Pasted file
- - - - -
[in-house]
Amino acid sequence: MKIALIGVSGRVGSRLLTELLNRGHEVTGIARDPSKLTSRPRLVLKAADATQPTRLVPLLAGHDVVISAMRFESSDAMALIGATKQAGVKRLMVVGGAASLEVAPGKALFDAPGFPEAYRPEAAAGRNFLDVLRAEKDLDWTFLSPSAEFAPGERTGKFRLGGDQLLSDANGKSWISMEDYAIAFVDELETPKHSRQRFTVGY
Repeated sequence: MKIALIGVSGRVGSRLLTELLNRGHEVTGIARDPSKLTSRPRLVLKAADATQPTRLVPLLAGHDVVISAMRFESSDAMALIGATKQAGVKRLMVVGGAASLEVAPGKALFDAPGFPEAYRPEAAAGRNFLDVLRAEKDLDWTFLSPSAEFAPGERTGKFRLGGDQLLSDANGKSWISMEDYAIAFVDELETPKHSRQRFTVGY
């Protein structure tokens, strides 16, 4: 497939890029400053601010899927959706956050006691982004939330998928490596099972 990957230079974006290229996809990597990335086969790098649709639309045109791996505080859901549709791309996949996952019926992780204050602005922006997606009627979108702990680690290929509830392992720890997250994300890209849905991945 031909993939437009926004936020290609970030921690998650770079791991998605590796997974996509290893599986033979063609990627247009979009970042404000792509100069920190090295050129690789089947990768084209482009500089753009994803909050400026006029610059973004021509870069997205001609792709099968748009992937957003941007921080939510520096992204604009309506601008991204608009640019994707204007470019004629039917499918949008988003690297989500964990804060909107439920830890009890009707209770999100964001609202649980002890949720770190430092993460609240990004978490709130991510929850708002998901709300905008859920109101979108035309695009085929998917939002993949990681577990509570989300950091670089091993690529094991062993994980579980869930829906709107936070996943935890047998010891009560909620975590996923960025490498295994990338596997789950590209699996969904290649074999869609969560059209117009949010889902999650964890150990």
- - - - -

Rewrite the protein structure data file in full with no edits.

[in-house]
Amino acid sequence: MKIALIGVSGRVGSRLLTELLNRGHEVTGIARDPSKLTSRPRLVLKAADATQPTRLVPLLAGHDVVISAMRFESSDAMALIGATKQAGVKRLMVVGGAASLEVAPGKALFDAPGFPEAYRPEAAAGRNFLDVLRAEKDLDWTFLSPSAEFAPGERTGKFRLGGDQLLSDANGKSWISMEDYAIAFVDELETPKHSRQRFTVGY
Repeated sequence: MKIALIGVSGRVGSRLLTELLNRGHEVTGIARDPSKLTSRPRLVLKAADATQPTRLVPLLAGHDVVISAMRFESSDAMALIGATKQAGVKRLMVVGGAASLEVAPGKALFDAPGFPEAYRPEAAAGRNFLDVLRAEKDLDWTFLSPSAEFAPGERTGKFRLGGDQLLSDANGKSWISMEDYAIAFVDELETPKHSRQRFTVGY
């Protein structure tokens, strides 16, 4: 497939890029400053601010899927959706956050006691982004939330998928490596099972 990957230079974006290229996809990597990335086969790098649709639309045109791996505080859901549709791309996949996952019926992780204050602005922006997606009627979108702990680690290929509830392992720890997250994300890209849905991945 031909993939437009926004936020290609970030921690998650770079791991998605590796997974996509290893599986033979063609990627247009979009970042404000792509100069920190090295050129690789089947990768084209482009500089753009994803909050400026006029610059973004021509870069997205001609792709099968748009992937957003941007921080939510520096992204604009309506601008991204608009640019994707204007470019004629039917499918949008988003690297989500964990804060909107439920830890009890009707209770999100964001609202649980002890949720770190430092993460609240990004978490709130991510929850708002998901709300905008859920109101979108035309695009085929998917939002993949990681577990509570989300950091670089091993690529094991062993994980579980869930829906709107936070996943935890047998010891009560909620975590996923960025490498295994990338596997789950590209699996969904290649074999869609969560059209117009949010889902999650964890150990």